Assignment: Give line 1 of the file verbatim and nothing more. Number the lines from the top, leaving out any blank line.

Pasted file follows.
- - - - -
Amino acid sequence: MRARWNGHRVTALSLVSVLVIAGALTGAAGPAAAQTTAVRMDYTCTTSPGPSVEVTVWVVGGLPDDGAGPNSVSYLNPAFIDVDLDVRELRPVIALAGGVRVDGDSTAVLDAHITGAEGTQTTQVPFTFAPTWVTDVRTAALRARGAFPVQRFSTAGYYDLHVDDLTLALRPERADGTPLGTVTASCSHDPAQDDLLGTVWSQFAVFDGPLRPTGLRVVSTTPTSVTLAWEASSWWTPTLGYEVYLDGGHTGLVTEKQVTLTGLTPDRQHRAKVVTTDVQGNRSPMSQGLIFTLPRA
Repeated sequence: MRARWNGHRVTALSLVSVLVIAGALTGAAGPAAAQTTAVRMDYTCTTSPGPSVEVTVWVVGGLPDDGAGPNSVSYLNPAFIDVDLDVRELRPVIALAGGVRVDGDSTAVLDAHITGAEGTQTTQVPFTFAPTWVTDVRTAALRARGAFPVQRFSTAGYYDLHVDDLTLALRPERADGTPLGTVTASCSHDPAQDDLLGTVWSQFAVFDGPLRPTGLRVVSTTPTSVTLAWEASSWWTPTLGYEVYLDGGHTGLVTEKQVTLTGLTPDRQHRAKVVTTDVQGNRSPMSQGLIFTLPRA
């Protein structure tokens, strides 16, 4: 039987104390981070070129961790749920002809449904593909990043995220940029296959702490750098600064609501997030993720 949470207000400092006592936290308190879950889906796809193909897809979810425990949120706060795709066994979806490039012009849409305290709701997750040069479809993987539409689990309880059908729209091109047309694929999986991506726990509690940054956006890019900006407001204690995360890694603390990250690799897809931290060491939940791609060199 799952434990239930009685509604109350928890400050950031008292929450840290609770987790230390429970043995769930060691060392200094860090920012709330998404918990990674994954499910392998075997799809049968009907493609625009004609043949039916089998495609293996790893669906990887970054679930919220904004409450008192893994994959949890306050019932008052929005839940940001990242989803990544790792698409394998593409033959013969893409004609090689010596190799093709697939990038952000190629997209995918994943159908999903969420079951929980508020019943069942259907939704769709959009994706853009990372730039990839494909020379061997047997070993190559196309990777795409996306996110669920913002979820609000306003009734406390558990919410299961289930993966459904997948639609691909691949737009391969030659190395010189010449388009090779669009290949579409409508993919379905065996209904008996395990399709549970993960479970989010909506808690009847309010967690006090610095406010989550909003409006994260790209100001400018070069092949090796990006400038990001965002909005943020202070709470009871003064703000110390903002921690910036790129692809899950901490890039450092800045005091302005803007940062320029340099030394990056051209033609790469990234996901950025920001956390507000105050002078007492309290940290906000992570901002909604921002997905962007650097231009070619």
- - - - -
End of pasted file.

Amino acid sequence: MRARWNGHRVTALSLVSVLVIAGALTGAAGPAAAQTTAVRMDYTCTTSPGPSVEVTVWVVGGLPDDGAGPNSVSYLNPAFIDVDLDVRELRPVIALAGGVRVDGDSTAVLDAHITGAEGTQTTQVPFTFAPTWVTDVRTAALRARGAFPVQRFSTAGYYDLHVDDLTLALRPERADGTPLGTVTASCSHDPAQDDLLGTVWSQFAVFDGPLRPTGLRVVSTTPTSVTLAWEASSWWTPTLGYEVYLDGGHTGLVTEKQVTLTGLTPDRQHRAKVVTTDVQGNRSPMSQGLIFTLPRA